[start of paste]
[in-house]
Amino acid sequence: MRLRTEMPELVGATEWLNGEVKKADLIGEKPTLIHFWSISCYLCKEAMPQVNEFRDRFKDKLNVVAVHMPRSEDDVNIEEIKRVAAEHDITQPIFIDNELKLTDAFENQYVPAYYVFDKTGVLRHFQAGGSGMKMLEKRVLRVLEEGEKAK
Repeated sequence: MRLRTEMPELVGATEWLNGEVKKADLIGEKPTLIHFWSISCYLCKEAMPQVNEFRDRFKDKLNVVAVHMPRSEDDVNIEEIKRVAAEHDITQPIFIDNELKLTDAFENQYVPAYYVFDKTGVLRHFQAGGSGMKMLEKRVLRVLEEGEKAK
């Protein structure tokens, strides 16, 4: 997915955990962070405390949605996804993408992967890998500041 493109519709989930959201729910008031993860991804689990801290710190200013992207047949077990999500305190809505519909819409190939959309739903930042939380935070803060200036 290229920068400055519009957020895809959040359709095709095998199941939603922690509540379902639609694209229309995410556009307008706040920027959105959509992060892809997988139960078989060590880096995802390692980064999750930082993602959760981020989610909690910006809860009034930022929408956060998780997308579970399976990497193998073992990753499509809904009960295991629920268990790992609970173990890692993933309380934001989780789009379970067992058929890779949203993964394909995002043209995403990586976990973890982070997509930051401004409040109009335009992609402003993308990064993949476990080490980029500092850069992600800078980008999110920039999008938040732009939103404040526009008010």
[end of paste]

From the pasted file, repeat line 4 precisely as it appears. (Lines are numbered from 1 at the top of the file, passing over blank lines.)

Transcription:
């Protein structure tokens, strides 16, 4: 997915955990962070405390949605996804993408992967890998500041 493109519709989930959201729910008031993860991804689990801290710190200013992207047949077990999500305190809505519909819409190939959309739903930042939380935070803060200036 290229920068400055519009957020895809959040359709095709095998199941939603922690509540379902639609694209229309995410556009307008706040920027959105959509992060892809997988139960078989060590880096995802390692980064999750930082993602959760981020989610909690910006809860009034930022929408956060998780997308579970399976990497193998073992990753499509809904009960295991629920268990790992609970173990890692993933309380934001989780789009379970067992058929890779949203993964394909995002043209995403990586976990973890982070997509930051401004409040109009335009992609402003993308990064993949476990080490980029500092850069992600800078980008999110920039999008938040732009939103404040526009008010």